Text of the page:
So, how exactly do you make True Scale Space Marines? Here’s a handy tutorial:
In the end, you’ll have turned a 10 part model into a 40 part model. Sound like fun?
My two primary demonstration models will be this Apothecary here:
And the Section Leader
Step 1: Preparing the models
Well, the first thing that needs to be done is to decide what you want to do with the model. In the case of the Apothecary, I liked the posture of his legs, so I was only going to be extending them, rather than a full rebuild. In the case of the section leader, I was using the old “squatting” legs from the old Tactical Squad kit, and wanted to do a fully new pose with him. This meant cutting the feet free of the model.
With these projects, I’ll typically work in batches. You’ll need to allow time for all the components to dry and set once you’ve glued them anyway, so doing them in groups of 4-5 may cut your downtime significantly. You can see with the ones below, I’ve removed their feet. The difference in the poses you can achieve can be dramatic since the foot will no longer be anchored to the leg in a static position.
However, if you’re using specialized legs, or if you’re simply happy with the pose the legs are currently in, you can leave them alone. In the case of the Apothecary, his legs came from the Death Company kit, and I was happy with the way they were standing. So I moved on to the next step, which was inserting plastic card spacers.
I use 1mm thick card on the legs. One in the shin, one at the hip. If you’re keeping the pose, you might want to do a mid-thigh cut, but I’ve found I like the waist cut better. It gives a lot more options later.
For the torsos, I use 1.5mm thick plastic card, cutting it into strips to line the outside of the torso “ring”. Cut/file the outside edge smooth, then, using a rounded-tip hobby blade, scrape the inner side into a rounded shape. Adding another small square inside (or some putty) will allow more contact points for gluing the torso to the legs later.
This will add length to the torso. Now, I add a lot of gear to my Space Marines because aesthetically I like them that way. If you aren’t going to be adding pouches and grenades, you will need to invest in some Green Stuff to model out their belt lines.
Step 2: Re-assembly.
Carefully, using hobby snips or a hobby blade, cut the excess down around the legs. Then, even more carefully, use the blade to trim it as close to the contour of the leg as possible. Once this is done, you can file it smooth if necessary.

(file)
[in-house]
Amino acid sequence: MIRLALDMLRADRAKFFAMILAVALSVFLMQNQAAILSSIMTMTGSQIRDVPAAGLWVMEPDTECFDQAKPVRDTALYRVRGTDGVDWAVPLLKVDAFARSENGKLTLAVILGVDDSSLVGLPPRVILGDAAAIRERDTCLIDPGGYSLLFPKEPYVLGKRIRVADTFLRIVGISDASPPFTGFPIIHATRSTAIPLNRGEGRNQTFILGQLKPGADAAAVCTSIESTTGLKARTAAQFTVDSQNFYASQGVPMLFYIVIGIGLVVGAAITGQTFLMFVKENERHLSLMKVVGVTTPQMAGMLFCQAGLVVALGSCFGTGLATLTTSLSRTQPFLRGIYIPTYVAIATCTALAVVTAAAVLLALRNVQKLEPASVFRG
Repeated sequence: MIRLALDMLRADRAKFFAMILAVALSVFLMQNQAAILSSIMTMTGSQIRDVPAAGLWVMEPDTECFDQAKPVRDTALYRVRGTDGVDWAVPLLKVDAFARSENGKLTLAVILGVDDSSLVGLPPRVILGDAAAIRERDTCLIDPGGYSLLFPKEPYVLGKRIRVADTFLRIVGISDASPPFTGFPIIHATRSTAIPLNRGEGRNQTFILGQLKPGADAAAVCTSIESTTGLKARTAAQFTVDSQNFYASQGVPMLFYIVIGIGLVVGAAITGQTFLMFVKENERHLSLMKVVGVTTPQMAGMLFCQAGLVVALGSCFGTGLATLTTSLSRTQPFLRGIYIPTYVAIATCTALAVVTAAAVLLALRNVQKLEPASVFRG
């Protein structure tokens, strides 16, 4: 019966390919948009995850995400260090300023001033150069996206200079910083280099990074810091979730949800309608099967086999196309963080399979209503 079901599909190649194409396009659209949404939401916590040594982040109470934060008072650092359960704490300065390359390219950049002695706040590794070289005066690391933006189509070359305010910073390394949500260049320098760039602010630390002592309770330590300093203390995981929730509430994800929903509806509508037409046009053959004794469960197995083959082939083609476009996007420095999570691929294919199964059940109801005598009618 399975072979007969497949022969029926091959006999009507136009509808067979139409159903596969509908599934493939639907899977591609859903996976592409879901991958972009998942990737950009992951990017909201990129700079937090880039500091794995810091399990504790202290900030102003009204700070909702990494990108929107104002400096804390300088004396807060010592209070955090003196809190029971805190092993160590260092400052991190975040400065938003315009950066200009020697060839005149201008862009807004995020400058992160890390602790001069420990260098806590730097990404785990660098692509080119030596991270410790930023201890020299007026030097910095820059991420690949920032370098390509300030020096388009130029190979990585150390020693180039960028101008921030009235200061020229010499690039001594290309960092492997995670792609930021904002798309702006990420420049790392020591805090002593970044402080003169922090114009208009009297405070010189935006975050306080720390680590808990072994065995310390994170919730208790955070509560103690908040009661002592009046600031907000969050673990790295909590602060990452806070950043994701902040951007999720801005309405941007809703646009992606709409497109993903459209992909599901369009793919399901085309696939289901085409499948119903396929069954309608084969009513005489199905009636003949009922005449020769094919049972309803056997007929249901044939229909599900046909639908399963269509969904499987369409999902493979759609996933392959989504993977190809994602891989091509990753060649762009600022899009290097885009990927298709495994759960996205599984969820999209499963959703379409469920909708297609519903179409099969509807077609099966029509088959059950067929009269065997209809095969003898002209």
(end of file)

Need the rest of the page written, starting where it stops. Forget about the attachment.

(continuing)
Once you’ve shaved down the plastic inserts, you’ll want to use either Green Stuff or Liquid Green Stuff to fill the gaps.
Now to prepare the pose. What are your True Scale Marines doing? Are they aiming? Patroling? For the Apothecary, I wanted him to be holding his gun at the “alert”, which means with the muzzle pointing slightly downward, but ready to be brought up for firing. I felt this gave a certain “attitude” to the model. So how do we accomplish this with the lackluster arms provided in most Space Marine kits? With a knife of course.
Any time you’re posing a Space Marine (or any model for that matter), you want to be considering range of movement. At the very least, try the pose yourself. If you can’t do it comfortably, why would the Space Marine? If you’re trying to impart a swinging motion with a melee weapon for example, try a couple swings while watching yourself in the mirror. Make sure you know how that weapon is used in real life too. You swing a top-heavy weapon like an axe or a hammer much differently than you swing a sword which is balanced closer to the grip.
My Apothecary looks like this:
So, how do we get there?
Sorry I didn’t take any in-progress pictures of the arms. That was an oversight I’ll correct in the future. For now, I’ll get as good of shots as we can for it. Fortunately I couldn’t find my small drill bit for the barrel so the boltgun isn’t glued in place yet.
Here’s a basic diagram of the arm cuts.
First, we’re going to clip the arm just below the “under shoulder” that the shoulder pad attaches to. Once this is done, we can rotate the arm to do whatever we want, from an aiming pose, to the “alert” pose. This cut is fundamental to pretty much all the Space Marines I do, and is the base of posing. Think about your own body. Almost all of the directions you can move your arm start at the shoulder.
Second we’re going to clip the wrist and flip it around so that the wrist soft armor is sloping up, instead of down. Sounds confusing, but an upward slope will obviously give us a downward angled hand.
Now, since we’ve fundamentally altered the way the right hand sits, the left hand isn’t going to sit flush on the bolter. So it needs to be cut free and rotated. You can see this best on the Section Leader:
The Apothecary doesn’t make a great example because I had to cut the whole forearm off that model to replace it with the Narthecium anyway. Here it is on another model, and you can see the far more drastic angle that the cuts achieved.
And there you go. You’ve now made a 30-40 part model:
- Legs – 11 parts
- Torso – 6-7 parts
- Arms – 2-5 parts each
- Weapon (my Cerceus Pattern Bolters are 3 parts, but you don’t have to go that crazy)
- Gear (I use anywhere from 10-14 accessory parts per model)
So, do the new proportions work? Let’s ask Leonardo Da Vinci:
Where do they stand next to other models in the Games Workshop range?
Next to some of my Eldar Corsairs here:
With a Steel Legion Ogryn here:
With a Tau Fire Warrior pulse rifle conversion and one of my Ork conversions. Though the Ork has been converted to be taller than the usual GW model. You can check out my article on Ork Boy Conversions if you’re interested on the details of that project.
Alongside Genestealer Cult conversions of Neophyte Hybrids from the Deathwatch Overkill game
Questions? Comments? Leave one below!
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